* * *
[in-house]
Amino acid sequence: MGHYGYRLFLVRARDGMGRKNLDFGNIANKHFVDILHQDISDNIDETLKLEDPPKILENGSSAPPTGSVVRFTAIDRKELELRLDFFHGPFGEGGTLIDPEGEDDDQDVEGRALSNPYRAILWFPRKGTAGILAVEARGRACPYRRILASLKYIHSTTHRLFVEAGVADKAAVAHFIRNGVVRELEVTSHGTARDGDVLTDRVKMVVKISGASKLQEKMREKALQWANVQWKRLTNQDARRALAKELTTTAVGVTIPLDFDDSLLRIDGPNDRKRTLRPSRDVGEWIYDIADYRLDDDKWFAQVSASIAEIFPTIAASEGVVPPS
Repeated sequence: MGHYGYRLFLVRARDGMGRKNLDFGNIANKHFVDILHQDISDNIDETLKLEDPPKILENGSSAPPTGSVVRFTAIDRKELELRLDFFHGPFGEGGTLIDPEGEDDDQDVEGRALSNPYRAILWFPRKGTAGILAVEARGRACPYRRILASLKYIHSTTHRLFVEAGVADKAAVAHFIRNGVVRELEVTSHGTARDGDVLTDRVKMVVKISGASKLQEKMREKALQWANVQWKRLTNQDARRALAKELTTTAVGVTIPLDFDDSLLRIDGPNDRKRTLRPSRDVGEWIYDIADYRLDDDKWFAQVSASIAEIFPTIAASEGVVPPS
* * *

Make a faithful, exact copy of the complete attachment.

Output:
[in-house]
Amino acid sequence: MGHYGYRLFLVRARDGMGRKNLDFGNIANKHFVDILHQDISDNIDETLKLEDPPKILENGSSAPPTGSVVRFTAIDRKELELRLDFFHGPFGEGGTLIDPEGEDDDQDVEGRALSNPYRAILWFPRKGTAGILAVEARGRACPYRRILASLKYIHSTTHRLFVEAGVADKAAVAHFIRNGVVRELEVTSHGTARDGDVLTDRVKMVVKISGASKLQEKMREKALQWANVQWKRLTNQDARRALAKELTTTAVGVTIPLDFDDSLLRIDGPNDRKRTLRPSRDVGEWIYDIADYRLDDDKWFAQVSASIAEIFPTIAASEGVVPPS
Repeated sequence: MGHYGYRLFLVRARDGMGRKNLDFGNIANKHFVDILHQDISDNIDETLKLEDPPKILENGSSAPPTGSVVRFTAIDRKELELRLDFFHGPFGEGGTLIDPEGEDDDQDVEGRALSNPYRAILWFPRKGTAGILAVEARGRACPYRRILASLKYIHSTTHRLFVEAGVADKAAVAHFIRNGVVRELEVTSHGTARDGDVLTDRVKMVVKISGASKLQEKMREKALQWANVQWKRLTNQDARRALAKELTTTAVGVTIPLDFDDSLLRIDGPNDRKRTLRPSRDVGEWIYDIADYRLDDDKWFAQVSASIAEIFPTIAASEGVVPPS